Koehn’s expectations for his dryland acres are more tempered. “Those acres are so variable because of the rain, so typically we’re just applying around 100 pounds of N with a liquid fertilizer in a coulter rig and just hope for the best,” he says. “We try to stay close to 100% no-till on those acres just to conserve whatever moisture we can. We end up seeing anywhere from 75-150 bushels per acre of corn on those acres.” 

Planning for Planting

During planting, Koehn runs an in-furrow starter fertilizer through his 24-row John Deere 1775NT planter. 

“That’s where I’m getting my maintenance phosphorus (P) and my micro packs. It varies depending on what I need, but normally we put on around 20 pound per acre of Nachurs 100% orthophosphate,” he says. “Then zinc and micronutrients are added as needed.”

Koehn’s planter is fitted with Sunco Saber Tooth row cleaners, Precision Planting eSet seed meters and he’s currently demoing the 3RIVE 3D application system for insecticide. 

Apply for Need 

Most of the late season fertilizer applications are done through fertigation, says Koehn. “We’ll run about 30 pounds per acre of 32% N through the irrigators in the early part of the growing season, usually mixed with some sulfur,” he says. “Then post-tassel we’ll come in with another 30 pounds depending on the field.”

WORKED IN. On his irrigated acres, Josh Koehn variable-rate bands urea, approximately 200-275 pounds per acre with his 12-row Orthman 1tRIPr strip-till rig with a Montag fertilizer cart.

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During the growing season is also when Koehn hits his fields with fungicide and herbicide. Over the last few years, he’s begun using about 10 ounces per acre of Affiance fungicide for season-long control. 

“We’re applying that around V5 to V6 with our post emerge herbicide,” he says. “We’re usually done with it unless there are any late season issues that come up. It’s unusual, but it can happen that we get a southern rust that moves in late.” 

Koehn believes in constantly running trials to ensure he’s using the most effective mix of inputs. To this end, he’s in the early stages of experimenting with Bayer’s new Delaro fungicide. However, he’s been partial to the long-term disease suppression he’s seen with Affiance. 

“We’ve seen a small yield bump with it, but what I like is the reduced farm-wide disease pressure throughout the growing season,” he says.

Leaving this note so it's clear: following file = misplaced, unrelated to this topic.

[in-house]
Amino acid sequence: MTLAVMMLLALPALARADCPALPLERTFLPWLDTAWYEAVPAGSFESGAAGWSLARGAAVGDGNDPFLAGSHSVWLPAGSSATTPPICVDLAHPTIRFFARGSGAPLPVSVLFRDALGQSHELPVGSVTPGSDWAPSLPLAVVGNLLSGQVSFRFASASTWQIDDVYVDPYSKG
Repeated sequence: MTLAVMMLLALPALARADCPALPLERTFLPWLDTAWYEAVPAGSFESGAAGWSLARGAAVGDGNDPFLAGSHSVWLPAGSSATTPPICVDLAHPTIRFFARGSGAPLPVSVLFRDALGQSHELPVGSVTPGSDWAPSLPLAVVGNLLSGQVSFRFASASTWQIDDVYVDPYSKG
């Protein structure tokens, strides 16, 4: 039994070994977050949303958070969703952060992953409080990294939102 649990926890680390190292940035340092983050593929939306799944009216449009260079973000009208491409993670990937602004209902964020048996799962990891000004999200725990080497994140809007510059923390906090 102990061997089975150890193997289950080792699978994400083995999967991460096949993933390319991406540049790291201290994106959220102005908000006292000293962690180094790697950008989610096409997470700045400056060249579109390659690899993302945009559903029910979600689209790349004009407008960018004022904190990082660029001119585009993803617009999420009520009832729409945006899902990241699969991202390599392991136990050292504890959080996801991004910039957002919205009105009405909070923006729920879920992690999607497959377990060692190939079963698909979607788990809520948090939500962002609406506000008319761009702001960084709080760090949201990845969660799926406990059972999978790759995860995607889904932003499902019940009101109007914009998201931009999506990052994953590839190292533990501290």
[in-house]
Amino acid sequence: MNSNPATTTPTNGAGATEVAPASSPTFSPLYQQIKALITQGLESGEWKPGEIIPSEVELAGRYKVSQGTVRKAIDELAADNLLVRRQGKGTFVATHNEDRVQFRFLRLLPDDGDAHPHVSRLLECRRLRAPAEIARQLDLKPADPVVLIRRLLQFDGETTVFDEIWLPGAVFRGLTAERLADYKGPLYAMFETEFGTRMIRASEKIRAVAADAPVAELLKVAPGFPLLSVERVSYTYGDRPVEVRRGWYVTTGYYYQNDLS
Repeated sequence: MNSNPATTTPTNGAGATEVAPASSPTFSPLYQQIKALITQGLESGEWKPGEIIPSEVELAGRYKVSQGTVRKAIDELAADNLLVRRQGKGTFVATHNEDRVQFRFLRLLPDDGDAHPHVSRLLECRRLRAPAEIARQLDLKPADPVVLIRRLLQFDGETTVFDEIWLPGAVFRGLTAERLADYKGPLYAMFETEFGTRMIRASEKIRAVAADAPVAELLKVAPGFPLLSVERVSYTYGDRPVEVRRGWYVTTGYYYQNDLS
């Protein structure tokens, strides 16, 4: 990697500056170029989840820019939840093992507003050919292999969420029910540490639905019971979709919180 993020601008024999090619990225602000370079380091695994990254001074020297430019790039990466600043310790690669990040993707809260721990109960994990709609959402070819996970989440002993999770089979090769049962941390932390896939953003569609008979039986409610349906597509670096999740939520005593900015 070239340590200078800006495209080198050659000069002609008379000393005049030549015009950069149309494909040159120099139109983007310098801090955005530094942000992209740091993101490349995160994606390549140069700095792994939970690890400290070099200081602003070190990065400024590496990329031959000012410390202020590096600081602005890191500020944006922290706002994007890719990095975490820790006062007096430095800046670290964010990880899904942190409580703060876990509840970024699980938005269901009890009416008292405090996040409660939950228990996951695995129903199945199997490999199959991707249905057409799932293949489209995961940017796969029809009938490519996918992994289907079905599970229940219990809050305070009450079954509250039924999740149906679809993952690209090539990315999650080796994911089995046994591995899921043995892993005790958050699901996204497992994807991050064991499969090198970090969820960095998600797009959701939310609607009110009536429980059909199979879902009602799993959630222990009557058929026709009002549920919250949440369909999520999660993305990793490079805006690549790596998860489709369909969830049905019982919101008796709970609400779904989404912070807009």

With herbicides, Koehn has taken the time to mix generic products to mimic branded ones to save on costs. 

“Years ago we used Lexar herbicide,” he says. “But now, we’ve moved over to generics. So it’s a metolachlor or acetochlor with atrazine and we mix in a mesotrione, which is like a Callisto. We’re basically building our own product.” 

He’ll typically apply a full rate of around 3 quarts per acre of the Lexar-type mix and 6 ounces per acre of the mesotrione. Because he’s saving a lot by mixing his own, Koehn can usually run it at a higher rate than he would otherwise and still save some money.

Systematic Soil Testing

Since most fertilizer on Koehn’s farm are variable-rate applied, he puts extra effort in gaining a comprehensive understanding of what nutrients are available to his crop during the growing season.

He works in 25-acre quadrants when soil sampling, pulling 1 core per 2 acres “We also have to take into account how many bushels we harvested the previous year and what fertility program we’ve used on which field as we’re going over the results,” he says. “When making my decisions, I lay everything out in front of me and make my determinations. 

“I look at what I applied, what I harvested and what I’m planning to plant. Some hybrids like early-season N, while others like it later. Honestly, I think we’re better off establishing a good routine and understanding what our fields need.” 

That said, Koehn says he plans to expand testing in the future — specifically by pulling spring soil samples and doing tissue testing in the growing season.

“This will be especially true as the soil changes and gets healthier,” he says. “Also, every time I take on new acres that I’m unfamiliar with, each field will require a much deeper analysis so I can determine what works well there.”